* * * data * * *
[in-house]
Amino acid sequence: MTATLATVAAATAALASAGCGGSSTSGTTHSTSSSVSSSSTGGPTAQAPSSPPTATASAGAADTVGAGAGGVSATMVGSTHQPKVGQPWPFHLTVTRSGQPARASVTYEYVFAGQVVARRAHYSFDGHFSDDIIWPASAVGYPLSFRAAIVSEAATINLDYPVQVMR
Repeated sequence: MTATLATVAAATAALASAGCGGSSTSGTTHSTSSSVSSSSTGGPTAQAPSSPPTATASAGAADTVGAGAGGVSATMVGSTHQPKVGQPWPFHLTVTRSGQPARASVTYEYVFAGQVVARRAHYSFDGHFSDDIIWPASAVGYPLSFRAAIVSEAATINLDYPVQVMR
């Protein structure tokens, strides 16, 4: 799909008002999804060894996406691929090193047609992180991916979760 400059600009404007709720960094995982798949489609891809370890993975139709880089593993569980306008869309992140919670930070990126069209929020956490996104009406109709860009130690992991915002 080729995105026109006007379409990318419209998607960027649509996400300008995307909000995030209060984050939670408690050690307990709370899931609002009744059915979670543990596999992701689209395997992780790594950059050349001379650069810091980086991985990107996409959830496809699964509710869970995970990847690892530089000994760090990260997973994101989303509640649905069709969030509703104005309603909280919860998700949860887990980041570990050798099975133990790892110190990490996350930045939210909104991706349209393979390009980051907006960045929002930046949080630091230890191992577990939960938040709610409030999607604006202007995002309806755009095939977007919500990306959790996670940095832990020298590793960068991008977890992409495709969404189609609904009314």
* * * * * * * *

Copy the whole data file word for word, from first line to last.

[in-house]
Amino acid sequence: MTATLATVAAATAALASAGCGGSSTSGTTHSTSSSVSSSSTGGPTAQAPSSPPTATASAGAADTVGAGAGGVSATMVGSTHQPKVGQPWPFHLTVTRSGQPARASVTYEYVFAGQVVARRAHYSFDGHFSDDIIWPASAVGYPLSFRAAIVSEAATINLDYPVQVMR
Repeated sequence: MTATLATVAAATAALASAGCGGSSTSGTTHSTSSSVSSSSTGGPTAQAPSSPPTATASAGAADTVGAGAGGVSATMVGSTHQPKVGQPWPFHLTVTRSGQPARASVTYEYVFAGQVVARRAHYSFDGHFSDDIIWPASAVGYPLSFRAAIVSEAATINLDYPVQVMR
């Protein structure tokens, strides 16, 4: 799909008002999804060894996406691929090193047609992180991916979760 400059600009404007709720960094995982798949489609891809370890993975139709880089593993569980306008869309992140919670930070990126069209929020956490996104009406109709860009130690992991915002 080729995105026109006007379409990318419209998607960027649509996400300008995307909000995030209060984050939670408690050690307990709370899931609002009744059915979670543990596999992701689209395997992780790594950059050349001379650069810091980086991985990107996409959830496809699964509710869970995970990847690892530089000994760090990260997973994101989303509640649905069709969030509703104005309603909280919860998700949860887990980041570990050798099975133990790892110190990490996350930045939210909104991706349209393979390009980051907006960045929002930046949080630091230890191992577990939960938040709610409030999607604006202007995002309806755009095939977007919500990306959790996670940095832990020298590793960068991008977890992409495709969404189609609904009314």